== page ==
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The Wit In The Dungeon: The Life of Leigh Hunt Hardcover – 20 Jan 2005
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[Holden is] courageous in his assessment of the strengths and weaknesses of Hunt as a poet . . . he also gives us some fascinating new material (Michael Glover, FT MAGAZINE)
I am tearing through THE WIT IN THE DUNGEON with avaricious pleasure . . . Gripping and wonderful (Stephen Fry)
Anthony Holden's THE WIT IN THE DUNGEON is a more concise single-volume account of Hunt's eventful political life . . . it is Holden, surveying the whole life, who tells the best stories . . . Holden's biography is concise and unfailingly readable (Andrew Biswell, SCOTLAND ON SUNDAY)
Roe leaves Hunt on the beach at Viaregio, watching the flames play over the body of his heart's darling, Shelley. If you want to know what Hunt did next, then you must turn to Holden . . . vivid and dramatic (Suzi Feay, INDEPENDENT ON SUNDAY)
Masterly biography of Leigh Hunt - publisher, poet, critic and Republican, and the mentor of Keats and Shelley.See all Product description
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As mentioned in the reviews for this book Hunt was notable in maintaining his poetic and literary output well into the Victorian era and becoming well aquainted with some of the great figures of the next generation including Charles Dickens. Holden presents good character sketches of all these figures wherever the existing correspondence allows. Hunt was always poor, often begging for loans from his associates and friends, the father of a dysfunctional family and resident of frequently changed chaotic homes, but a brilliant essayist, poet and outstanding bibliophile, and always interesting.
A fascinating book to read for the cast of giant literary and artistic characters that march across its pages.
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Nevertheless, the imprisonment of Leigh Hunt -- and of his brother John at a different, less cozy calaboose -- was an important step toward modern conceptions of personal and political freedom in Britain and, by extension, the rest of the civilized world.
Hunt is more famous now as the friend of Keats and Shelley -- briefly Byron and Dickens -- and as the author of Abou ben Adhem, but the Hunt brothers' bold assertion of the right to a free press is, to me at least, his most important and meaningful venture.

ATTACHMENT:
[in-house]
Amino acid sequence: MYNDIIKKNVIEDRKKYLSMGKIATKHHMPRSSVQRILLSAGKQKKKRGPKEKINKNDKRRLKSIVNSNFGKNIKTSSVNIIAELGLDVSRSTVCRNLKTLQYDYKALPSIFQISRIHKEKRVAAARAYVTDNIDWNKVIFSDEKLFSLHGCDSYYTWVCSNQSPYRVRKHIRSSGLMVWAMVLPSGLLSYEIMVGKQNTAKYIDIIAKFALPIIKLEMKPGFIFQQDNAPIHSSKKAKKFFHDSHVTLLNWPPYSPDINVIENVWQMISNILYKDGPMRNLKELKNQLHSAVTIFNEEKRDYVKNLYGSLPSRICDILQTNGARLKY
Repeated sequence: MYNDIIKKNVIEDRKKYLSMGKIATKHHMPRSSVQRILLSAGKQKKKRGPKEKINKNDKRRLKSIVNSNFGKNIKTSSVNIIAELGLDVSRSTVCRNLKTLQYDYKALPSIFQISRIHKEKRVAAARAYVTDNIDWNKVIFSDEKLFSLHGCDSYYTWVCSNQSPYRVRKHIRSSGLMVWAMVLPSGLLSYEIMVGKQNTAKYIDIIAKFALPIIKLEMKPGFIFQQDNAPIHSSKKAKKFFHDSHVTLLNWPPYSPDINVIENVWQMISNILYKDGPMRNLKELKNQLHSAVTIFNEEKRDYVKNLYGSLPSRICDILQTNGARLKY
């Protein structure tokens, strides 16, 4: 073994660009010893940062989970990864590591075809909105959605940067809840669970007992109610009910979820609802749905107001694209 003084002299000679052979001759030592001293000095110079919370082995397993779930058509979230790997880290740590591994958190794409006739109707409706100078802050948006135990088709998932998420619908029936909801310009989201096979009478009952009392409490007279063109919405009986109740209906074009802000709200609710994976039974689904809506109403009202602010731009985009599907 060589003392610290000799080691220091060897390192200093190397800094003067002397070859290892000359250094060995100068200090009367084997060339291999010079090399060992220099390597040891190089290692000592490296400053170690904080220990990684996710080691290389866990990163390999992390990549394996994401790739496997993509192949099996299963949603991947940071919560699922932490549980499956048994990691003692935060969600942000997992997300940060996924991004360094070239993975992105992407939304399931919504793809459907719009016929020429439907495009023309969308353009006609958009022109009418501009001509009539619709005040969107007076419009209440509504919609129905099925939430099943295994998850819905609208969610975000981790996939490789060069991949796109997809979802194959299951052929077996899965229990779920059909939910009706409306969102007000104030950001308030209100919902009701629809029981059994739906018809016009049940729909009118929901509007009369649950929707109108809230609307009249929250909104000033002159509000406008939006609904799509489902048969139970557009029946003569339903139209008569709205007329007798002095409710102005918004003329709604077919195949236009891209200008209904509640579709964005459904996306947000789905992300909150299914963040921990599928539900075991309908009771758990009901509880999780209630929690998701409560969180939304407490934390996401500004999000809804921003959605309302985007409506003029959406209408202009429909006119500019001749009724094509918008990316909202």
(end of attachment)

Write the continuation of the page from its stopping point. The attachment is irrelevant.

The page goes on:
The circumstances were more congenial than for modernizers in most other countries. That two impecunious upstarts could take on the Prince of Wales with no worse damage than a lifetime of poverty from heavy fines was a tribute to the fact that England was considerably liberalized before they got started.
Anthony Holden seems more interested in Hunt's sponsorship and criticism of and feuds with literary stars of the Second Romantic Period. The feuds, like politics on condo boards, were bitter in proportion to their inconsequence. The Romantics and their foes were a touchy bunch.
Since they dwelt in the literary world of the Regency and Victorian decades, they scribbled endlessly, and Holden appears to have waded through stacks and stacks of letters that -- judging by the numerous excerpts -- were unbelievably tedious and pretentious. Few men of even modest attainments did not leave enough correspondence to fill at least a double-decker volume, and a real pro like Byron left letters that fill dozens of volumes.
As a result of a hand-to-mouth lifestyle, Hunt emitted a vast amount of journalism, plays, poems, essays, collections, biographies etc. Most of it was windy, as if he were being paid by the column-inch.
His importance was as a facilitator and encourager and publicist. Holden admits that even Eng. Lit. pros often have never heard of him.
The puzzle of this book is that Hunt seems to have been a lovable man, although a jerk.
He had nine children and a drunken wife, who lived in modest style (for a middle class family, they were far better off than a working man's family), although Hunt got through hundreds of pounds a year at a time when a skilled craftsman got about a pound a week.
Some he earned only modestly by his restless writing, much came from literary friends who admired and -- inexplicably, at least from the evidence here -- loved him.
Only the extracts from Nathanial Hawthorne's letters give any sense of what it was that attracted the sophisticates. Surprisingly, it was his childlike attitude.
He doesn't come across as someone I'd have liked for a friend. Holden finds him "one of the finest essayists in the language," and I find him almost unreadable.
But if your taste is English Romanticism, "The Wit in the Dungeon" will be a page-turner.